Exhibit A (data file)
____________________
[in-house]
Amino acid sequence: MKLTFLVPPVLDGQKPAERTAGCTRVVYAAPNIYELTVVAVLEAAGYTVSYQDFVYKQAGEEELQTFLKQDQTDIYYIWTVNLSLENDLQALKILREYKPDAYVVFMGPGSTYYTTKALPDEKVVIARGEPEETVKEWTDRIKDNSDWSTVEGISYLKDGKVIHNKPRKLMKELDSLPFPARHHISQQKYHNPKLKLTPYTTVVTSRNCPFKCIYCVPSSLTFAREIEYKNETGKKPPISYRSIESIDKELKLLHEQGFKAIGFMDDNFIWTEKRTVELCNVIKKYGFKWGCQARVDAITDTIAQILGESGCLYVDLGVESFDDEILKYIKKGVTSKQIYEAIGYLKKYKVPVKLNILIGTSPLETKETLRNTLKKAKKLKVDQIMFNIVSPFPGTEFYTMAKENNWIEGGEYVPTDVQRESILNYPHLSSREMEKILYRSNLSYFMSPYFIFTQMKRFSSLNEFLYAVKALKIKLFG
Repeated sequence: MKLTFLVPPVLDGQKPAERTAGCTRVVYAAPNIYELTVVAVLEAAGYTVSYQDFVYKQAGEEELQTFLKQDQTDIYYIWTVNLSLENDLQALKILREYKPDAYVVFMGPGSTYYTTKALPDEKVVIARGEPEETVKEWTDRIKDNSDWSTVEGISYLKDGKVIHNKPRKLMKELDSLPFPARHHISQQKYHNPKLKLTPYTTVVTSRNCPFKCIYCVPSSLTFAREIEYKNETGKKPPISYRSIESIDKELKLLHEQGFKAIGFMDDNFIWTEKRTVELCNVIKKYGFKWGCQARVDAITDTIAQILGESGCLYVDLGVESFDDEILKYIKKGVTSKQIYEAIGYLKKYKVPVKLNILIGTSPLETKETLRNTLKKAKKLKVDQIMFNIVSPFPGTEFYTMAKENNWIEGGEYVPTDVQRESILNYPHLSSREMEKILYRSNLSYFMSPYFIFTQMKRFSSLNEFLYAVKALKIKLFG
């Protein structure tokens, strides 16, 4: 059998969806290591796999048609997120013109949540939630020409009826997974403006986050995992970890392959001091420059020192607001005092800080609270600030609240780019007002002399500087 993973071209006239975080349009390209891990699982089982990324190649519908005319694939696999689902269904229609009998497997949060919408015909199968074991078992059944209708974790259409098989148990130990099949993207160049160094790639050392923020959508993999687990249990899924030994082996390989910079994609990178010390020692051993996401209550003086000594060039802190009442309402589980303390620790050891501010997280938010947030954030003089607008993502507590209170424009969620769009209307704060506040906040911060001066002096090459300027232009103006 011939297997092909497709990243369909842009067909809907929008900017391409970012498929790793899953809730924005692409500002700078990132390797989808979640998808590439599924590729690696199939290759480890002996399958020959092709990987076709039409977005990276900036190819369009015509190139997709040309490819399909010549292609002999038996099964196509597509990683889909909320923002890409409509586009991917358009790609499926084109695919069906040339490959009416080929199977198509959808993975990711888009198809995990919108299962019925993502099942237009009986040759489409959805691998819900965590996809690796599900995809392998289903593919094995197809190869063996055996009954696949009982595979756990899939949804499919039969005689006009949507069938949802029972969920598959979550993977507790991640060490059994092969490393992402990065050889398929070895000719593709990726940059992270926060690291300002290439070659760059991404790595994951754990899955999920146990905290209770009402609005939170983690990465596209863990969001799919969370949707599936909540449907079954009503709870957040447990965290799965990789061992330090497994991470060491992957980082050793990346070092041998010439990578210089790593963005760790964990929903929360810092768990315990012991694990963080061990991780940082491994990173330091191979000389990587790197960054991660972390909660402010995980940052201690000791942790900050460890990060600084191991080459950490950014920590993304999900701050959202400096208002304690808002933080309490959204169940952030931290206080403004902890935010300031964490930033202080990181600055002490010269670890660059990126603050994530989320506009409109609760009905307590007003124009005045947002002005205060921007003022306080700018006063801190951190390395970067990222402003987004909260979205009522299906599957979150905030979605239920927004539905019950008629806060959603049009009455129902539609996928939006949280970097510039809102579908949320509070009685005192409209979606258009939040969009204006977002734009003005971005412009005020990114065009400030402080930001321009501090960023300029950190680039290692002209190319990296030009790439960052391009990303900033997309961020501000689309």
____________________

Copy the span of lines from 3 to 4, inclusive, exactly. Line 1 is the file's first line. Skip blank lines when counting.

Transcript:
Repeated sequence: MKLTFLVPPVLDGQKPAERTAGCTRVVYAAPNIYELTVVAVLEAAGYTVSYQDFVYKQAGEEELQTFLKQDQTDIYYIWTVNLSLENDLQALKILREYKPDAYVVFMGPGSTYYTTKALPDEKVVIARGEPEETVKEWTDRIKDNSDWSTVEGISYLKDGKVIHNKPRKLMKELDSLPFPARHHISQQKYHNPKLKLTPYTTVVTSRNCPFKCIYCVPSSLTFAREIEYKNETGKKPPISYRSIESIDKELKLLHEQGFKAIGFMDDNFIWTEKRTVELCNVIKKYGFKWGCQARVDAITDTIAQILGESGCLYVDLGVESFDDEILKYIKKGVTSKQIYEAIGYLKKYKVPVKLNILIGTSPLETKETLRNTLKKAKKLKVDQIMFNIVSPFPGTEFYTMAKENNWIEGGEYVPTDVQRESILNYPHLSSREMEKILYRSNLSYFMSPYFIFTQMKRFSSLNEFLYAVKALKIKLFG
């Protein structure tokens, strides 16, 4: 059998969806290591796999048609997120013109949540939630020409009826997974403006986050995992970890392959001091420059020192607001005092800080609270600030609240780019007002002399500087 993973071209006239975080349009390209891990699982089982990324190649519908005319694939696999689902269904229609009998497997949060919408015909199968074991078992059944209708974790259409098989148990130990099949993207160049160094790639050392923020959508993999687990249990899924030994082996390989910079994609990178010390020692051993996401209550003086000594060039802190009442309402589980303390620790050891501010997280938010947030954030003089607008993502507590209170424009969620769009209307704060506040906040911060001066002096090459300027232009103006 011939297997092909497709990243369909842009067909809907929008900017391409970012498929790793899953809730924005692409500002700078990132390797989808979640998808590439599924590729690696199939290759480890002996399958020959092709990987076709039409977005990276900036190819369009015509190139997709040309490819399909010549292609002999038996099964196509597509990683889909909320923002890409409509586009991917358009790609499926084109695919069906040339490959009416080929199977198509959808993975990711888009198809995990919108299962019925993502099942237009009986040759489409959805691998819900965590996809690796599900995809392998289903593919094995197809190869063996055996009954696949009982595979756990899939949804499919039969005689006009949507069938949802029972969920598959979550993977507790991640060490059994092969490393992402990065050889398929070895000719593709990726940059992270926060690291300002290439070659760059991404790595994951754990899955999920146990905290209770009402609005939170983690990465596209863990969001799919969370949707599936909540449907079954009503709870957040447990965290799965990789061992330090497994991470060491992957980082050793990346070092041998010439990578210089790593963005760790964990929903929360810092768990315990012991694990963080061990991780940082491994990173330091191979000389990587790197960054991660972390909660402010995980940052201690000791942790900050460890990060600084191991080459950490950014920590993304999900701050959202400096208002304690808002933080309490959204169940952030931290206080403004902890935010300031964490930033202080990181600055002490010269670890660059990126603050994530989320506009409109609760009905307590007003124009005045947002002005205060921007003022306080700018006063801190951190390395970067990222402003987004909260979205009522299906599957979150905030979605239920927004539905019950008629806060959603049009009455129902539609996928939006949280970097510039809102579908949320509070009685005192409209979606258009939040969009204006977002734009003005971005412009005020990114065009400030402080930001321009501090960023300029950190680039290692002209190319990296030009790439960052391009990303900033997309961020501000689309």